Seals and stamps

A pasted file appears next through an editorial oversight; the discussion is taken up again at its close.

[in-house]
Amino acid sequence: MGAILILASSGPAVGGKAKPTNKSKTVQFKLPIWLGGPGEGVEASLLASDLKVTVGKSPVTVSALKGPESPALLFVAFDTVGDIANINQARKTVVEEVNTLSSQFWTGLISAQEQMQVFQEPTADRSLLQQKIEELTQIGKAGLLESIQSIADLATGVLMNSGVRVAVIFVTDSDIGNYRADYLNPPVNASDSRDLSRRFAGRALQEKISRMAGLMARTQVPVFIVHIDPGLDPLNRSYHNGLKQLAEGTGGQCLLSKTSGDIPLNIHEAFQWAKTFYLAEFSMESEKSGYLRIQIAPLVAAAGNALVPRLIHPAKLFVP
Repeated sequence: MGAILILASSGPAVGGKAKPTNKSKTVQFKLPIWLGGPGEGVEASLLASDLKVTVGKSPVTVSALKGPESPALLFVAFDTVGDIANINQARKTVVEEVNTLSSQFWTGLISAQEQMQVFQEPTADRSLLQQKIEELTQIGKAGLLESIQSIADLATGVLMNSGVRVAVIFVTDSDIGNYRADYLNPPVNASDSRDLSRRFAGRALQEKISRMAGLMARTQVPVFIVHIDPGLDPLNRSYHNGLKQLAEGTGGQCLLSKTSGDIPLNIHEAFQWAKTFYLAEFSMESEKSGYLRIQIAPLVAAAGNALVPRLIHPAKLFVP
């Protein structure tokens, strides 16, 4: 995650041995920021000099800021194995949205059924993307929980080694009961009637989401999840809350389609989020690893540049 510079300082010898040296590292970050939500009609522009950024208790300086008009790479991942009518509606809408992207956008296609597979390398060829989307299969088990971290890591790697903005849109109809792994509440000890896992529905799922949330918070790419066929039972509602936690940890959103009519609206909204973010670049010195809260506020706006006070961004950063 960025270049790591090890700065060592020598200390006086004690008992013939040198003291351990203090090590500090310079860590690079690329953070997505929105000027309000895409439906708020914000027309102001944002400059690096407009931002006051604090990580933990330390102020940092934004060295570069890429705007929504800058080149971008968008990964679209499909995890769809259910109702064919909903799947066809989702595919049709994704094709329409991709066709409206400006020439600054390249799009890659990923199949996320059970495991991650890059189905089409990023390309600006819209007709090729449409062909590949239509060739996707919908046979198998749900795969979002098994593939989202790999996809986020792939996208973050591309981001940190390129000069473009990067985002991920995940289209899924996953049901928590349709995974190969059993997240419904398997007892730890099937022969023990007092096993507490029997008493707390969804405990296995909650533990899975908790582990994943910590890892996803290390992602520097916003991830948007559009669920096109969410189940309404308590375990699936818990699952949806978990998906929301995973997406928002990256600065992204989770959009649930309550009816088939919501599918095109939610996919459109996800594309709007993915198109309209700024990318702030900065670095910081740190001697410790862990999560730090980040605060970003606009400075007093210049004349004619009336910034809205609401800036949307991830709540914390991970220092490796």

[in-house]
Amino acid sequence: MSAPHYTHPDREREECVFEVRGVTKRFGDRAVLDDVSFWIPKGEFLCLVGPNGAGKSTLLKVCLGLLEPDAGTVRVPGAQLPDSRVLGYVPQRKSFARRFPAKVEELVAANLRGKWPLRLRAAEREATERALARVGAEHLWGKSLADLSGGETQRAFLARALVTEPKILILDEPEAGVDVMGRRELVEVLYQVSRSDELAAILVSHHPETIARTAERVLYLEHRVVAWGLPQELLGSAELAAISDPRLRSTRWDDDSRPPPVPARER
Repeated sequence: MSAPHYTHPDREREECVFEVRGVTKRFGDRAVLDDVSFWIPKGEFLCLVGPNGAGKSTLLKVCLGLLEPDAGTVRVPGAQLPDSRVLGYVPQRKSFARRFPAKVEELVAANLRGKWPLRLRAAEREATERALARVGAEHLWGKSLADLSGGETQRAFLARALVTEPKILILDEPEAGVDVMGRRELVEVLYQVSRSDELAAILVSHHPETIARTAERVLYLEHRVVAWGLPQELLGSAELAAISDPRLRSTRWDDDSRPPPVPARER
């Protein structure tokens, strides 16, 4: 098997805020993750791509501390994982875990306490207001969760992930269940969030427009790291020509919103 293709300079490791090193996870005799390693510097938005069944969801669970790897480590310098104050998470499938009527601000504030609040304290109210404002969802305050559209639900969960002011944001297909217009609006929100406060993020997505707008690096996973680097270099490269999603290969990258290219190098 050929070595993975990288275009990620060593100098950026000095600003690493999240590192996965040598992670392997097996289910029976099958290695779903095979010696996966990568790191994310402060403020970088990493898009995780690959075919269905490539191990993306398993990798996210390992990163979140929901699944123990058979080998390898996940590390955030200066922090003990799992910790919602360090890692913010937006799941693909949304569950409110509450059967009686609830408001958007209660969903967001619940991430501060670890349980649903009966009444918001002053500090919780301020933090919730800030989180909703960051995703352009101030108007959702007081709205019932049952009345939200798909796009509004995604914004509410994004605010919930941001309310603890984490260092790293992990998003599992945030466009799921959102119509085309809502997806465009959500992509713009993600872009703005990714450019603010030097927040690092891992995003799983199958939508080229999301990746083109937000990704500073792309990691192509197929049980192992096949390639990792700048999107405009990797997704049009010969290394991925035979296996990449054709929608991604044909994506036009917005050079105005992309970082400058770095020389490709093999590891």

Prior to the invention of woodblock printing, seals and stamps were used for making impressions. The oldest of these seals came from Mesopotamia and Egypt. The use of round "cylinder seals" for rolling an impress onto clay tablets goes back to early Mesopotamian civilization before 3000 BC, where they are the most common works of art to survive, and feature complex and beautiful images. A few much larger brick (e.g. 13×13 cm) stamps for marking clay bricks survive from Akkad from around 2270 BC. There are also Roman lead pipe inscriptions of some length that were stamped, and amulet MS 5236 may be a unique surviving gold foil sheet stamped with an amulet text in the 6th century BC. However none of these used ink, which is necessary for printing (on a proper definition), but stamped marks into relatively soft materials. In both China and Egypt, the use of small stamps for seals preceded the use of larger blocks. In Europe and India, the printing of cloth certainly preceded the printing of paper or papyrus; this was probably also the case in China. The process is essentially the same—in Europe special presentation impressions of prints were often printed on silk until at least the 17th century.